Big business pinches small shops

Brennan Caughron The Daiy Illini Students walking down green street pass on the opposite side of Howboda Bagel Co. and Dunkin Doughnuts on Tuesday March 3, 2009.

Brennan Caughron The Daiy Illini Students walking down green street pass on the opposite side of Howboda Bagel Co. and Dunkin’ Doughnuts on Tuesday March 3, 2009.

By Colleen Vest

As corporate businesses invade Green Street, smaller businesses may start to feel some pressure.

When Panera Bread opens in the spring, three places that sell bagels will be within just a few feet of each other.

Ryan McNeily, University alum and co-owner of Howbowda Bagel, 611A E. Green St., said that corporate chains will “put the crunch on us a little bit” and may affect business.

“The fact that both Panera and Dunkin’ Donuts are so close is definitely going to have an effect,” McNeily said. “The big brand names are more of a comfortable place for some people because almost everyone has a Panera or a Dunkin’ Donuts in their hometown, or they have been to one of them.”

Howbowda Bagel opened in August 2008, and just four months later, Dunkin’ Donuts, 607 E. Green St., opened one store down.

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    This spring, Panera Bread is scheduled to open across the street from Howbowda Bagel and Dunkin’ Donuts.

    “Panera Bread seeks opportunities where we can bring our bakery-cafe concept to neighborhoods that would appreciate what we offer,” said Linn Parrish, vice president of public relations for Panera Bread Company. “Typically, we look for a mix of residential and business customers who would enjoy Panera throughout the day.”

    Panera does not necessarily look at what local stores are already operating in the area, she said.

    Corporations will crowd out some of the small, weaker businesses, said Frances McGuckin, small business expert and author of “Business for Beginners” and “Taking Your Business to the Next Level.”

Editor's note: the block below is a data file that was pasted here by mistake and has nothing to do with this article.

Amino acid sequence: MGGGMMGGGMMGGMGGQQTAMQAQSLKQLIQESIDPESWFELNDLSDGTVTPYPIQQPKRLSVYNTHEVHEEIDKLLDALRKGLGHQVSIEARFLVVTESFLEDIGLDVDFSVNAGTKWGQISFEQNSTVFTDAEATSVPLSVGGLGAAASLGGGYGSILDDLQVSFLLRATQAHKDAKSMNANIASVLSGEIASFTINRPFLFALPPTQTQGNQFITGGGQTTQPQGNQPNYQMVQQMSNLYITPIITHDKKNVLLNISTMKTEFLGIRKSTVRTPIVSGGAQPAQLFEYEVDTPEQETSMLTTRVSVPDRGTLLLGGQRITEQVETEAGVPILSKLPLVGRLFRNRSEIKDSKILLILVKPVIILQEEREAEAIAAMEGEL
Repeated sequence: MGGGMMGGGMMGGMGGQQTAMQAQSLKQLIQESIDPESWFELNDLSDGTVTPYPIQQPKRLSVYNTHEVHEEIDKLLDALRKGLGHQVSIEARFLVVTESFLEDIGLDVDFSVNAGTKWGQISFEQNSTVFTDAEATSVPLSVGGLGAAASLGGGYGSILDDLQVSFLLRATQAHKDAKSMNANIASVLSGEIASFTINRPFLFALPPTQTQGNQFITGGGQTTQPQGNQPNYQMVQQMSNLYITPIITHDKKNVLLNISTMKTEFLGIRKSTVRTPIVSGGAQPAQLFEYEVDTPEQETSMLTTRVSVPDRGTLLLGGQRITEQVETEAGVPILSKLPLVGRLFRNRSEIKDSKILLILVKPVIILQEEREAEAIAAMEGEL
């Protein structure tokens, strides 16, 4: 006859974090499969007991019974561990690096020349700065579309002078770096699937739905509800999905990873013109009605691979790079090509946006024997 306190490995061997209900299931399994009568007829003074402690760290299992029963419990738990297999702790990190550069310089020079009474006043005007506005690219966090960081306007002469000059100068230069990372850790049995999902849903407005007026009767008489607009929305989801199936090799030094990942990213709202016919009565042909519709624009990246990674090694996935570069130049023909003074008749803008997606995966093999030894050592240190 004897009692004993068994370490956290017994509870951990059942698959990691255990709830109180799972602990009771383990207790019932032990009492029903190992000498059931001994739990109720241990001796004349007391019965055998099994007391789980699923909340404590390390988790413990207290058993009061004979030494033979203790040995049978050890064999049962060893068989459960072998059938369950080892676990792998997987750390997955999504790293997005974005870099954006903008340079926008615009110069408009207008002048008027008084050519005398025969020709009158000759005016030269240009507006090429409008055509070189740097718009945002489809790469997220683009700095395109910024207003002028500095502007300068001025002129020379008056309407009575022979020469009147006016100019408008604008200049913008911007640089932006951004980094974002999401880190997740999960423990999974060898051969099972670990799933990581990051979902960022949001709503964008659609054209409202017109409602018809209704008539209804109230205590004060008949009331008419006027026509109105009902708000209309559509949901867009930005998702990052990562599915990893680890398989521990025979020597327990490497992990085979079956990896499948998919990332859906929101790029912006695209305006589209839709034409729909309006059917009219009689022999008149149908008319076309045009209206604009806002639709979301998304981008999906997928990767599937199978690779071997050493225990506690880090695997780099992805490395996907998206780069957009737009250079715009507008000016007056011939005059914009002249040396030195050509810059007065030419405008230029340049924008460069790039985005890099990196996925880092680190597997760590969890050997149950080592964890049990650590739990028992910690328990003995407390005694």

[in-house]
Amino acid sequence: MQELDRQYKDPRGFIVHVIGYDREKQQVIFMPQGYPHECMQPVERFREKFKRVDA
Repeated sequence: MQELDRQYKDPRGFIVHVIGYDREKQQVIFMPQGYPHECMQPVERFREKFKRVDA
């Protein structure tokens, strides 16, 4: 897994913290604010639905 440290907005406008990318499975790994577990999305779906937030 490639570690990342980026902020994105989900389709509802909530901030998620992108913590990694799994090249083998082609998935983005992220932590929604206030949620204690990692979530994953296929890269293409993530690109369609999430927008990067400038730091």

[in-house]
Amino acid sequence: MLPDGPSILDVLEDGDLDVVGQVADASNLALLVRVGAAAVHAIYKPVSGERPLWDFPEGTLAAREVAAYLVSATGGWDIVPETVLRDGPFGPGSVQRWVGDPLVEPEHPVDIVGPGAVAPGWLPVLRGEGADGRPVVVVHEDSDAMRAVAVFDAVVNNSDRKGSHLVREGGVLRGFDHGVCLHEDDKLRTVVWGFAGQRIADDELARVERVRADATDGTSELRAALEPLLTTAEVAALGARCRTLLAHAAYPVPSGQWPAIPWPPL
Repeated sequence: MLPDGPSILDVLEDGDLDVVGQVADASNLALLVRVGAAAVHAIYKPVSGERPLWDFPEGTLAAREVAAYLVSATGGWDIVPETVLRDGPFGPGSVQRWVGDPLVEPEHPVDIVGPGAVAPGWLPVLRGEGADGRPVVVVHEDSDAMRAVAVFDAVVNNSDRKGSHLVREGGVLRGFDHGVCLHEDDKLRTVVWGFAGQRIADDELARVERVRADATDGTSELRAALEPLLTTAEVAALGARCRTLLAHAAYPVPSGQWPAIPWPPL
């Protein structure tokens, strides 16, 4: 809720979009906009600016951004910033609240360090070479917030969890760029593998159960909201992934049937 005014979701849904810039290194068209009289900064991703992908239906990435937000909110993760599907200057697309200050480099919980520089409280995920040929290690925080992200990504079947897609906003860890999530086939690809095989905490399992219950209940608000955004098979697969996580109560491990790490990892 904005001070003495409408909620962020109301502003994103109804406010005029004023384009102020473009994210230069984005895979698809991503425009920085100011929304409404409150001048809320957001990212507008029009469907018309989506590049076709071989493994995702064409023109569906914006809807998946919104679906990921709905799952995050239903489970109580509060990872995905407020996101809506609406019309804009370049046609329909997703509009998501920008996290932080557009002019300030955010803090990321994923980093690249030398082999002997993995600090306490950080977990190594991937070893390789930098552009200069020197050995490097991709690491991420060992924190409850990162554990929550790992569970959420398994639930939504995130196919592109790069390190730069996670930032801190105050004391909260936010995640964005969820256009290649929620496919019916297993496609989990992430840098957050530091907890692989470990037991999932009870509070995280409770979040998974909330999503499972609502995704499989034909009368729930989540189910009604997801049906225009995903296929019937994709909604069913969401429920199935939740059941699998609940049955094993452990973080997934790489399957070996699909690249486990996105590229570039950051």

“The weaker businesses are usually those without a formal business plan that they do not revisit regularly and adjust when the economy changes,” McGuckin said. “I believe that the strong small business will and does survive. It has been proven that in a recession-type economy that it is the smaller businesses that keep the local economies in business.”

    Supporting a local business over a corporate business will not have a significant effect on the economy, said Fred Giertz, University economics professor and interim department head.

    “The chain store employees are still local people, so their money is being spent in the local area,” Giertz said. “The only impact of supporting one over the other is that it will change how well each store does.”

    Small businesses can use strategies that larger corporations can not use as effectively to prevent being crowded out, McGuckin said.

    “They could adjust their operating hours or staff or implement extra service ideas to attract people,” she said. “A larger chain cannot make or implement these ideas with such speed.”

    Despite the new chain stores opening up right next door, McNeily said the customer base has remained strong.

    “The new and incoming students will probably go to one of those places before us just because they don’t know about what we serve,” McNeily said. “But we have gotten a pretty strong response. We get customers in here all the time who say that they really like the unique bagels and sandwiches we serve.”